In its efforts to capitalise the public sector banks compliant with the Basel III regulations, the Finance Minister P Chidambaram has announced an equity infusion of Rs 14,000 crore in 2013-14, up from Rs 12, 517 crore of capital infusion announced for FY13.
The move is aimed to help the nationalised banks, which accounts for more than half of the gross bank credit in the system.
KR Kamath, CMD of Punjab National Bank, said that the government is committed to keep the public sector banks well capitalised especially under challenging economic conditions.
“Apart from the Rs 14,000 crore capital infusion by the government, banks can raise further capital from other sources like rights issue. This will enable banks to meet their capital adequacy requirements,” he said.
According to the Reserve Bank of India (RBI), majority of public sector banks had Tier I capital adequacy ratio of 8-12 per cent by end-March 2012.
However, the capital requirement of Indian banks would accelerate as Basel III kicks in on April 1 this year. As per S&P report, the Indian banking industry would have a $ 3 billion- $ 4 billion shortfall in capital if it immediately tried to attain an 8 per cent common equity Tier 1 ratio to comply with Basel III guidelines.
The final guidelines on implementation of Basel III capital regulations were issued by the RBI in May, 2012, and were to be effective from January 1, 2013 and Basel III to be fully implemented in India by March 31, 2018. However, during end of December, 2012, the RBI re-aligned the implementation date of Basel III Capital Regulations with financial year to commence from April 1, 2013.
After the capital infusion by the government, a higher capital adequacy would improve the credit profiles of banks, but it could depress their returns on equity. Delays in raising capital could also limit the loan growth of some banks.
The capital infusion would also increase the government shareholding of the public sector banks. During 2011-12, majority of public sector banks had government shareholding of more than the stipulated 51 per cent.
The finance minister also announced that all branches of public sector banks will have an ATM by March, 2014. During FY12, out of the total number of ATMs of around 58,000 for the public sector banks, on-site ATMs accounted little over 34,012. During the same period, the total number of branches of the public sector banks is around 67, 500. So the number of new branches that are required to have an ATM in the next one year would be more than 30,000 only by the public sector banks. In general, the number of ATMs in the system have grown 30 per cent since 2008.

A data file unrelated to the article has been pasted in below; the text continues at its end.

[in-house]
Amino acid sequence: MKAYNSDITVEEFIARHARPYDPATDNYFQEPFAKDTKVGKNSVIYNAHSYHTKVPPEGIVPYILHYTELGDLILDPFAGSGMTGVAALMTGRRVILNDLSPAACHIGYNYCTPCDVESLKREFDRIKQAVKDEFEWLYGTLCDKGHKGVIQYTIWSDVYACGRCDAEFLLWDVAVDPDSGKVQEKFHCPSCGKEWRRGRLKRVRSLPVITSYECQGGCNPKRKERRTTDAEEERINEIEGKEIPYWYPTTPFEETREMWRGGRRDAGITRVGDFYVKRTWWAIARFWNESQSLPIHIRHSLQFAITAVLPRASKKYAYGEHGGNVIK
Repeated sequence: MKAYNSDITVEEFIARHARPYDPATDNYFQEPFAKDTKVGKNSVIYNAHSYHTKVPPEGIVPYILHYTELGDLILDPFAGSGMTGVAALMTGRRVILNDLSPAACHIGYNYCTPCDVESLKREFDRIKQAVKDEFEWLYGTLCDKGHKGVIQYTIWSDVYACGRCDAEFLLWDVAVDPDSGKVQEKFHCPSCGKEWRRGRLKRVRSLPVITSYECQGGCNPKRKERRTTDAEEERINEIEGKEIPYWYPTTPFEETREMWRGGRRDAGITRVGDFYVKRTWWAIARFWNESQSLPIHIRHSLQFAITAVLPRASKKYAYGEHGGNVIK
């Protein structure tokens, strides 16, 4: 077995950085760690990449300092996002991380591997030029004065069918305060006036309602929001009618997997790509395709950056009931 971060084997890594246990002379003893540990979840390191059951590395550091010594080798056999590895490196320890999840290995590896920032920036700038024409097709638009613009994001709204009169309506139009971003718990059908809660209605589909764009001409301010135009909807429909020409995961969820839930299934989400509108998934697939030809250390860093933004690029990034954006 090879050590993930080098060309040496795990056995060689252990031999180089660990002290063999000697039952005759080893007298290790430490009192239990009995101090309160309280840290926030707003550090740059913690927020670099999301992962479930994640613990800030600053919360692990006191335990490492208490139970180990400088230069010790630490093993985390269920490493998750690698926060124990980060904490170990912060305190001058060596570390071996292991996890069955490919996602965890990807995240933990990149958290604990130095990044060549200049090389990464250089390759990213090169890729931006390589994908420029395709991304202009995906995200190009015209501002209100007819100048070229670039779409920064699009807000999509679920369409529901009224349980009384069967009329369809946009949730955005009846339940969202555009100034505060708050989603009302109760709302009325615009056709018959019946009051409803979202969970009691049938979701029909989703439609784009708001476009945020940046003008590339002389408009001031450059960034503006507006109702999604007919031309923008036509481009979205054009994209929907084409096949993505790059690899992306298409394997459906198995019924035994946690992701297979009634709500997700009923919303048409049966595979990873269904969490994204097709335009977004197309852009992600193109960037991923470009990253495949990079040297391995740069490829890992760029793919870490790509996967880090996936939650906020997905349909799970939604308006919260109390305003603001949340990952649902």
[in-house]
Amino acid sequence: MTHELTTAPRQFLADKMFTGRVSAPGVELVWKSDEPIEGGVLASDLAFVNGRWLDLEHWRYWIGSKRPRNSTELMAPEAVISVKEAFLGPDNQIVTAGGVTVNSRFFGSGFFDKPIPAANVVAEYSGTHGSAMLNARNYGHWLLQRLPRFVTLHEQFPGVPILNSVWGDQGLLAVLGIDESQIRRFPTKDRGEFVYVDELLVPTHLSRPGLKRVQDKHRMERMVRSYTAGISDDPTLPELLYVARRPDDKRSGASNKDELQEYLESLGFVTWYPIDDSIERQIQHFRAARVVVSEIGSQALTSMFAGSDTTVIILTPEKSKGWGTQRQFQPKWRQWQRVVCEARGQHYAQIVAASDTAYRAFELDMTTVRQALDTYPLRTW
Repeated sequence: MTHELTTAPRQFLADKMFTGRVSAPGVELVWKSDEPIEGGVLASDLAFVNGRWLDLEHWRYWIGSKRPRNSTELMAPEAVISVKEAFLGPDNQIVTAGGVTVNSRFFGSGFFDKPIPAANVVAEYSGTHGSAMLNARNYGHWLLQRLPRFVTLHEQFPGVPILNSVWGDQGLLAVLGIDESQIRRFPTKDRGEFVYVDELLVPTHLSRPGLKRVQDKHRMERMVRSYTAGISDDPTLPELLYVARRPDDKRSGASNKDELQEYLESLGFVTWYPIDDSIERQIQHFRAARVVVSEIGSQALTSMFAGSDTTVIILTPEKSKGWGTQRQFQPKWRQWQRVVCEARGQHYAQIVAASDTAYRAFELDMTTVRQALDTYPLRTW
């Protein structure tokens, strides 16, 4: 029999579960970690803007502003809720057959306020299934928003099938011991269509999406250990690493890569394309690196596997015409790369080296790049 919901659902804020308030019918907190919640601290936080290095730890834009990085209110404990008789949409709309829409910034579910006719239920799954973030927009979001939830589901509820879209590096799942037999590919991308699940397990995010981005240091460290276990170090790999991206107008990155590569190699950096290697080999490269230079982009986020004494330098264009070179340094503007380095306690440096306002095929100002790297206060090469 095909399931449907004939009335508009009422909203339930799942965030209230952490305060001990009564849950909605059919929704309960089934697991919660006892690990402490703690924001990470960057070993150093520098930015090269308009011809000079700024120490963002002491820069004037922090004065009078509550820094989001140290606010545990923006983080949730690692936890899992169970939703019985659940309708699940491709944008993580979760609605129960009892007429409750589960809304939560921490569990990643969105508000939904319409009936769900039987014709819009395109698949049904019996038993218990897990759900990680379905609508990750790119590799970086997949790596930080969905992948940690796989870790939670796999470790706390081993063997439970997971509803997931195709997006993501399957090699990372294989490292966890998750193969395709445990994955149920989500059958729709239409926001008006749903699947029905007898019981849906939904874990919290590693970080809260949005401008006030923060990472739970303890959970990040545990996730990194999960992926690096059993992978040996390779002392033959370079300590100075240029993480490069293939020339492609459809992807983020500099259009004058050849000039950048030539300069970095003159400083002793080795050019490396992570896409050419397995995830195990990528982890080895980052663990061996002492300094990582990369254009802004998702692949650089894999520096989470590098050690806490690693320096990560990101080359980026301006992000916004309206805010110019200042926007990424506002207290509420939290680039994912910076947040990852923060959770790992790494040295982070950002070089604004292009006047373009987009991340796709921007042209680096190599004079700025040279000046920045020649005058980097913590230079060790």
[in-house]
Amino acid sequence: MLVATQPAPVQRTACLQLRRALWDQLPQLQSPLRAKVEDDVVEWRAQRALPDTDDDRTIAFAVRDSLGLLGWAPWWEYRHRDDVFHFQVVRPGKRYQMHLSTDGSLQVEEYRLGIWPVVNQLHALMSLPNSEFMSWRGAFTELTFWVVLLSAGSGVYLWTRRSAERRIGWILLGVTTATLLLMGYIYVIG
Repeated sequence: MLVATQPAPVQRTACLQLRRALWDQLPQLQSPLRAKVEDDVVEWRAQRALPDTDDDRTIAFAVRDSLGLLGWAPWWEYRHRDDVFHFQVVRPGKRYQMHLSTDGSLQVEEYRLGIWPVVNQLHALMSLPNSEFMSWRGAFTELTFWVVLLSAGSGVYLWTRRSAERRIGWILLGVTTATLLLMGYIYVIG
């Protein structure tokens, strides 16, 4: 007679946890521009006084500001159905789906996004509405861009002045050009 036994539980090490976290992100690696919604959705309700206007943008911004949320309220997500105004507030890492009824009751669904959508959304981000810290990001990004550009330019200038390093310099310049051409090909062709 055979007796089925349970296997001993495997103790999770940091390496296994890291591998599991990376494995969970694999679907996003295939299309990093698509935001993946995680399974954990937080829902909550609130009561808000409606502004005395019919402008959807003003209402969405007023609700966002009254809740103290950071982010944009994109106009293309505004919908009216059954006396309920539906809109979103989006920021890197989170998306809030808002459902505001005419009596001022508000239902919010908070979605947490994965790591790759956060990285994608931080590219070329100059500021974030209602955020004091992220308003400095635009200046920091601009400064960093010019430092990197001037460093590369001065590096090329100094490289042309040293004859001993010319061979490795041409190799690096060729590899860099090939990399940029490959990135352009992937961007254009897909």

Public sector banks already accounted for more than 60 per cent of the total number of ATMs as at end-March 2012, while close to one-third of the total ATMs were of private sector banks.
In addition, the FM also proposed to set up India’s first Women’s Bank as a public sector bank, with a provision of Rs 1,000 crore as initial capital, taking the number of public sector banks to 27 in India.
“Women are at the head of many banks today, including two public sector banks, but there is no bank that exclusively serves women,” Chidambaram said.
For the agricultural credit, he added that the interest subvention scheme for short-term crop loans will be continued and a farmer who repays the loan on time will be able to get credit at 4 per cent per annum. So far, the scheme has been applied to loans extended by public sector banks, RRBs and cooperative banks.
As per the budget recoomendations, the scheme would now be extended to crop loans borrowed from private sector scheduled commercial banks “in respect of loans given within the service area of the branch concerned’’.
Commenting on the budget, Chanda Kochhar, MD, ICICI Bank said, “Priority sector obligations are anyway applicable to both public and private sector banks and the budget is very comprehensively addressed the priorities of the country. In my view, the biggest priorities were fiscal consolidation and bringing back investments and in a way the budget has done a great job in trying to address both these priorities’’.
The FM also proposed Rs 6,000 crore to Rural Housing Fund in 2013-14, from Rs 4,000 crore in 2012-13.
“The Rural Housing Fund set up through the National Housing Bank would be used to refinance lending institutions, including Regional Rural Banks (RRB)s that extend loans for rural housing. So far, 400,000 rural families have taken loans,” he said.
“National Housing Fund has been provided additional funds to promote rural housing through refinancing and has also been instructed to set up an Urban Housing Fund. Further, additional tax incentives for the first time home owner is also a good move,’’ said Hemant Kanoria, CMD, Srei Infrastructure Finance Ltd.
A multi-pronged approach to increase the penetration of life and general insurance in the country has been mooted in the budget.
A number of proposals finalised, in consultation with IRDA such as empowering insurance companies to open branches in Tier-II cities and below without prior approval of IRDA.
The know your customer (KYC) norms of banks would be sufficient to acquire insurance policies and banks will be permitted to act as insurance brokers.
Banking correspondents would be allowed to sell micro-insurance products and the government aims to achieve the goal of having an office of LIC and an office of at least one public sector general insurance company in towns with population of 10,000 or more.
Rashtriya Swasthya Bima Yojana, the national health insurance programme, to be extended to other categories such as rickshaw, auto-rickshaw and taxi drivers, sanitation workers, rag pickers and mine workers.
(Edited by Prem Udayabhanu)